“Alright, where’s Tina?” A look back on Tina Turner and The Rolling Stones through the years.
*By Marcelo Sonaglioni
Even when the Stones had a great influence on Tina’s career, it also happened the other way round. In fact, along James Brown, she’s the one who Mick Jagger got some of his best dance steps from. It all started back in 1966, when with the success of songs like River Deep, Mountain High in England, Ike & Tina Turner were invited to perform with the Stones as an opening act of the band’s UK tour.
A message from Mick, Brian, Keith, Charlie and Bill (1966):
“Hi, Here we are, on the road again. We are all very excited about this tour, it’s been nearly a year since our last tour of England and we have really missed it… We’ve tried to get together a great bill for this tour, and we know you’ll enjoy the fantastic Ike and Tina Turner Revue, which we saw some time ago in the States. We thank you for coming to see us tonight and hope you enjoy yourselves, ’cos that’s the general idea”
In November 1969 the Stones asked Ike and Tina once more to open their American tour, which raised their profile among young rock audiences three years later. The 1970 concert film Gimme Shelter featured the performance of I’ve Been Loving You Too Long, and the anniversary edition of the album Get Yer Ya-Ya’s Out!, released in 2009, featured the entire opening set performance.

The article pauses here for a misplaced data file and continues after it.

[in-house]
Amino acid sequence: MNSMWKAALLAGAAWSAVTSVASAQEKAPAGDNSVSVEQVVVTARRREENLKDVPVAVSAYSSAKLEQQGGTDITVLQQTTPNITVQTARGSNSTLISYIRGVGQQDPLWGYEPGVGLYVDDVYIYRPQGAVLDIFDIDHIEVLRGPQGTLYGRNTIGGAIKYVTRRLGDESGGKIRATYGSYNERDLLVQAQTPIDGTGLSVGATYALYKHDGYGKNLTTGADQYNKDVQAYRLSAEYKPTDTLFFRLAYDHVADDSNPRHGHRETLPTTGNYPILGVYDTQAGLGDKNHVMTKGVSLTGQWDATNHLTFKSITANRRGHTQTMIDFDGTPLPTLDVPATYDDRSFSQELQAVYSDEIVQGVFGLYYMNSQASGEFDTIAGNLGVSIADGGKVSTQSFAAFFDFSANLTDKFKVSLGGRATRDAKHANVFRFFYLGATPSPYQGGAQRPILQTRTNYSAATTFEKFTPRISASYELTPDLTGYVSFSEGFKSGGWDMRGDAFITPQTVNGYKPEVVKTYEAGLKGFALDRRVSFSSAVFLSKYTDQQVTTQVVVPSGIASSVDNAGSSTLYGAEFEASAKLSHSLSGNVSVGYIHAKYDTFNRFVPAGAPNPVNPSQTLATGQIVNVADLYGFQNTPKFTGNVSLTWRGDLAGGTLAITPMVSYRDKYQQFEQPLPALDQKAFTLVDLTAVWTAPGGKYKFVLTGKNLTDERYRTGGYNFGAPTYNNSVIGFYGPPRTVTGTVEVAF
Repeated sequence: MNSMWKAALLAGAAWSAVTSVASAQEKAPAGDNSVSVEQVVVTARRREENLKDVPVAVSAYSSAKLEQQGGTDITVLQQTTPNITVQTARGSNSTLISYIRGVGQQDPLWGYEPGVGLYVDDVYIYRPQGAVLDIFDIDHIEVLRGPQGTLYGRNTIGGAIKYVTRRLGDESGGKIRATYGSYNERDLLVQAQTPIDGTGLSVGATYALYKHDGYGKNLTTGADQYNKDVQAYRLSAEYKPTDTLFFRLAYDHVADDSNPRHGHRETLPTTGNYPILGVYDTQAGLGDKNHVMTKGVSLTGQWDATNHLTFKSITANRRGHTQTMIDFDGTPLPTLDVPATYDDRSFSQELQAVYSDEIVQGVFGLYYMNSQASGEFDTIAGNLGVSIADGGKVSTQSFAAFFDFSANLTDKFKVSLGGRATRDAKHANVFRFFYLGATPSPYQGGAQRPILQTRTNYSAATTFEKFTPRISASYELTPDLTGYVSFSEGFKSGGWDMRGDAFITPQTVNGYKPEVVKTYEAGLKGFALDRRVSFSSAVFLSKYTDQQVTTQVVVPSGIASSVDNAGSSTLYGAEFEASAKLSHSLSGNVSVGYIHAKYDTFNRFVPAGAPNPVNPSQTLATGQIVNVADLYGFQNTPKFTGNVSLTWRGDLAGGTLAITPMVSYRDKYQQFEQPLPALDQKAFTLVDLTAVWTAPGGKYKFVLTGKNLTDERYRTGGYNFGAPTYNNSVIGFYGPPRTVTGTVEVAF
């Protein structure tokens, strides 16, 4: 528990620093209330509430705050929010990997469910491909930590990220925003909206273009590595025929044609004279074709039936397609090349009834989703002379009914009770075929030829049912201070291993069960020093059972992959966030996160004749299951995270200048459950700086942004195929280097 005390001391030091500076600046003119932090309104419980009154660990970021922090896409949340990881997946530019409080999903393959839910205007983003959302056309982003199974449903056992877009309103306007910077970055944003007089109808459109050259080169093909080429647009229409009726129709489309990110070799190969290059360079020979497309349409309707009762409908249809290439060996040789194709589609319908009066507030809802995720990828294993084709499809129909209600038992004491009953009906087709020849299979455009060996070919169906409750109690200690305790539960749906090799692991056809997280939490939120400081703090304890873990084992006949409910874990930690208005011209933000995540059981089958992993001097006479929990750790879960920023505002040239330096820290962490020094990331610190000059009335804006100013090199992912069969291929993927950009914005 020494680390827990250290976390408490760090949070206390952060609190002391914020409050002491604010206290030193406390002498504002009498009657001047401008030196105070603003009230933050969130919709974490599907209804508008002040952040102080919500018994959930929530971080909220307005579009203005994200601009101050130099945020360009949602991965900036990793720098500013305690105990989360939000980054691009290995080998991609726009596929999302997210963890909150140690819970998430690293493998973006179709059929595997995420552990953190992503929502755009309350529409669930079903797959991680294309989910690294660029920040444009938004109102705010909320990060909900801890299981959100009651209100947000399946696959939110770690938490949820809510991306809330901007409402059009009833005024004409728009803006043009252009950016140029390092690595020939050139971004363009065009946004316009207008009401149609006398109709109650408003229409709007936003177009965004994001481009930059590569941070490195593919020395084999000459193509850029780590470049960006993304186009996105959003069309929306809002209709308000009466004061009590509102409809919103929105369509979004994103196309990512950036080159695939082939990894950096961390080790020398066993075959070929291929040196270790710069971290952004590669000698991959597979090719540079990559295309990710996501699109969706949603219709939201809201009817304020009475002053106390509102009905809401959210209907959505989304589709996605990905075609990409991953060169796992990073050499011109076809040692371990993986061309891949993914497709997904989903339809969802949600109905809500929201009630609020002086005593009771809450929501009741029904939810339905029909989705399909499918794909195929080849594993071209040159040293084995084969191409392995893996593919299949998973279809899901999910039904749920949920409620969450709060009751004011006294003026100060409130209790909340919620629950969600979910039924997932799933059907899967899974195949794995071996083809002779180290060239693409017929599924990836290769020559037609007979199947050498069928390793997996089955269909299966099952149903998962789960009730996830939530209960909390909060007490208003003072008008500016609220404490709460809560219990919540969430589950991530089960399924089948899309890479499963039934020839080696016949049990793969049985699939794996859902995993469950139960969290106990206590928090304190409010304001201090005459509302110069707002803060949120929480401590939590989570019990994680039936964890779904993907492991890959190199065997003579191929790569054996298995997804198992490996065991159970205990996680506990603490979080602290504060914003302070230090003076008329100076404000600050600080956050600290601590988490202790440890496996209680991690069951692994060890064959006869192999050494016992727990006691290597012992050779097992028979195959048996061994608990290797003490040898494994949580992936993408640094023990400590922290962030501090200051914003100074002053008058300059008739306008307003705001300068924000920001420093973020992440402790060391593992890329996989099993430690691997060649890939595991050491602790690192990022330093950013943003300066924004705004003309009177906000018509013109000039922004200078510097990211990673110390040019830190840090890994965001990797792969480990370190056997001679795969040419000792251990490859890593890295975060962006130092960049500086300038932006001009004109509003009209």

The US tour by The Rolling Stones in 1969 began in November of that year. Ike and Tina Turner, Terry Reid, and B were present. B. King as the supporting acts, with Chuck Berry filling in on some dates.
The tour was referred to as “history’s first mythic rock and roll tour” by rock critic Robert Christgau and “one of the benchmarks of an era” by rock critic Dave Marsh. The tour was named one of The 50 Greatest Concerts of the Last 50 Years by Rolling Stone magazine in 2017.
“Opening for the Stones were B.B. King and then World War Three, also known as Ike and Tina Turner….“
Janis Joplin unexpectedly joined Tina on stage for the final song, “Land of 1.000 Dances,” at the concert on November 27 at Madison Square Garden in New York while she was in the audience. Then next year, in 1970, Ike & Tina recorded, Honky Tonk Women, their first song from the Stones’ catalog, which was released on the album Come Together. Tina and her manager Roger Davies concentrated on developing her solo career after she split from Ike, while she also performed cover versions of their songs.
Twelve years later the Stones invited Tina once more to open for them for three shows at the Brendan Byrne Arena in East Rutherford in 1981 while they were on tour in the country to support their then-new album Tattoo You. She joined the band onstage during Honky Tonk Women in addition to her own set as an opening act at the Stones’ shows at he Brendan Byrne Arena, East Rutherford, New Jersey on November 5, 6 and 7.
Following her comeback, Tina collaborated with Mick and Keith numerous times, including the 1985 Live Aid Festival (when Mick and Tina duetted after Jagger’s question to the audience “Alright. Where’s Tina?“) the Rock and Roll Hall of Fame, and the 1989 International Rock Awards.
Later on, in 1988, Tina also joined Mick on two of his solo shows in Tokyo )March 23) and Osaka (March 27) to duet on Brown Sugar, It’s Only Rock’n Roll and Honky Tonk Women.
May 24, 2023: The news announce Tina’s gone. Reactions from Mick and Ronnie.
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